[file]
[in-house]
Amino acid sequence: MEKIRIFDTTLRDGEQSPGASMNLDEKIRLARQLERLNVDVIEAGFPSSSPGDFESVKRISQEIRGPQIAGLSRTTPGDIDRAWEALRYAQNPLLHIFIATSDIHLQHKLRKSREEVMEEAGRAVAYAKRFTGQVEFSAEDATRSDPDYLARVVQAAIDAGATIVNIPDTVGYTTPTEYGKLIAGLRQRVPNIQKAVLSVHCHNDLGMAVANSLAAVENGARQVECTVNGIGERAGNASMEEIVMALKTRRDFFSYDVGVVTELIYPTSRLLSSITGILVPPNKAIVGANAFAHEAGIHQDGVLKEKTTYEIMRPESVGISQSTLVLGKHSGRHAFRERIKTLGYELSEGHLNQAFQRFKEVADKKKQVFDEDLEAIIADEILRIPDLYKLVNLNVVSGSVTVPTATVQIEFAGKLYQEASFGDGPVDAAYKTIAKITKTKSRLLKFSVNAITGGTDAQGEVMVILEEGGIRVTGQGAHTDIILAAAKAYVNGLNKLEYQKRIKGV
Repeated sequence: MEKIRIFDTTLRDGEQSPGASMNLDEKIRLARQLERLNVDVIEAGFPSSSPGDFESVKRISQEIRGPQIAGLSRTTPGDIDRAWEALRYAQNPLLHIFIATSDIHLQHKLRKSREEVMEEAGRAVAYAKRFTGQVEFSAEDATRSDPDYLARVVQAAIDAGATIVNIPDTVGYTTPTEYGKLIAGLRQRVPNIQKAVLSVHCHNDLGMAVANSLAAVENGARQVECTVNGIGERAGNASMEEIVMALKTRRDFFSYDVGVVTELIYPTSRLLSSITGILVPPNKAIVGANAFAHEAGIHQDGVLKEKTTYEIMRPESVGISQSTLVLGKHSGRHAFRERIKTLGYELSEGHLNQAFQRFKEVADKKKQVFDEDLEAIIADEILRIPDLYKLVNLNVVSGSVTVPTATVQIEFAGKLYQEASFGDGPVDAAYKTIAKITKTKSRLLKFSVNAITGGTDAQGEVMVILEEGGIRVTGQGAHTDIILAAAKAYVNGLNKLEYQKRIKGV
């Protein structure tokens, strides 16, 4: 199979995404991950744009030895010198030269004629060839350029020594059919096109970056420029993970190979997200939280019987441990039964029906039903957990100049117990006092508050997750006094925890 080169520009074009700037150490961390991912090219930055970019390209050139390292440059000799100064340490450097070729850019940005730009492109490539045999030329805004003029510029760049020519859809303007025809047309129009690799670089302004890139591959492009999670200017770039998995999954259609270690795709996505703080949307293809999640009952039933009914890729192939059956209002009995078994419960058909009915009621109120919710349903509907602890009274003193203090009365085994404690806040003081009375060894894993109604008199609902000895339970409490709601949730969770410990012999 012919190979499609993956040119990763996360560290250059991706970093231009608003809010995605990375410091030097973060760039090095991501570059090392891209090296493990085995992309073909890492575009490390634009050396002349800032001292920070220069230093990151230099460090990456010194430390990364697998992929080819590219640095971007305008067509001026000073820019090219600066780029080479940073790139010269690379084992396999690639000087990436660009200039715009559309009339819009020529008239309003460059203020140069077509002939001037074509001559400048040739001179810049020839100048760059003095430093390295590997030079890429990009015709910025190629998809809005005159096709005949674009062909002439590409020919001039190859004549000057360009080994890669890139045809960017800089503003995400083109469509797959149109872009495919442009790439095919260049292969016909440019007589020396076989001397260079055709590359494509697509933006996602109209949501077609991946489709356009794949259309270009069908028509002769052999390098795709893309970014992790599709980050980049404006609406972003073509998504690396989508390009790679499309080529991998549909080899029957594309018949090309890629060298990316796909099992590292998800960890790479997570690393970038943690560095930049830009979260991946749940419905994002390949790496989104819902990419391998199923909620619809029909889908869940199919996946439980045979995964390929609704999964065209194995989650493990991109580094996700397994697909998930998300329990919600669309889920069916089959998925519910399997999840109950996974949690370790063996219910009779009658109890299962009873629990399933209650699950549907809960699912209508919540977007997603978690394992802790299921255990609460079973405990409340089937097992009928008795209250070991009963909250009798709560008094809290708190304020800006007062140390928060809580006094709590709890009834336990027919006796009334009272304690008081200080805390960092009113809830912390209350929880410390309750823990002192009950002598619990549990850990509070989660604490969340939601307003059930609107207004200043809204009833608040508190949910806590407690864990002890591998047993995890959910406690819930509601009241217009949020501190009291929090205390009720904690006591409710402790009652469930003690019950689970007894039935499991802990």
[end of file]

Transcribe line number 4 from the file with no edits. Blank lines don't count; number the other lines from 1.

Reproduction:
């Protein structure tokens, strides 16, 4: 199979995404991950744009030895010198030269004629060839350029020594059919096109970056420029993970190979997200939280019987441990039964029906039903957990100049117990006092508050997750006094925890 080169520009074009700037150490961390991912090219930055970019390209050139390292440059000799100064340490450097070729850019940005730009492109490539045999030329805004003029510029760049020519859809303007025809047309129009690799670089302004890139591959492009999670200017770039998995999954259609270690795709996505703080949307293809999640009952039933009914890729192939059956209002009995078994419960058909009915009621109120919710349903509907602890009274003193203090009365085994404690806040003081009375060894894993109604008199609902000895339970409490709601949730969770410990012999 012919190979499609993956040119990763996360560290250059991706970093231009608003809010995605990375410091030097973060760039090095991501570059090392891209090296493990085995992309073909890492575009490390634009050396002349800032001292920070220069230093990151230099460090990456010194430390990364697998992929080819590219640095971007305008067509001026000073820019090219600066780029080479940073790139010269690379084992396999690639000087990436660009200039715009559309009339819009020529008239309003460059203020140069077509002939001037074509001559400048040739001179810049020839100048760059003095430093390295590997030079890429990009015709910025190629998809809005005159096709005949674009062909002439590409020919001039190859004549000057360009080994890669890139045809960017800089503003995400083109469509797959149109872009495919442009790439095919260049292969016909440019007589020396076989001397260079055709590359494509697509933006996602109209949501077609991946489709356009794949259309270009069908028509002769052999390098795709893309970014992790599709980050980049404006609406972003073509998504690396989508390009790679499309080529991998549909080899029957594309018949090309890629060298990316796909099992590292998800960890790479997570690393970038943690560095930049830009979260991946749940419905994002390949790496989104819902990419391998199923909620619809029909889908869940199919996946439980045979995964390929609704999964065209194995989650493990991109580094996700397994697909998930998300329990919600669309889920069916089959998925519910399997999840109950996974949690370790063996219910009779009658109890299962009873629990399933209650699950549907809960699912209508919540977007997603978690394992802790299921255990609460079973405990409340089937097992009928008795209250070991009963909250009798709560008094809290708190304020800006007062140390928060809580006094709590709890009834336990027919006796009334009272304690008081200080805390960092009113809830912390209350929880410390309750823990002192009950002598619990549990850990509070989660604490969340939601307003059930609107207004200043809204009833608040508190949910806590407690864990002890591998047993995890959910406690819930509601009241217009949020501190009291929090205390009720904690006591409710402790009652469930003690019950689970007894039935499991802990």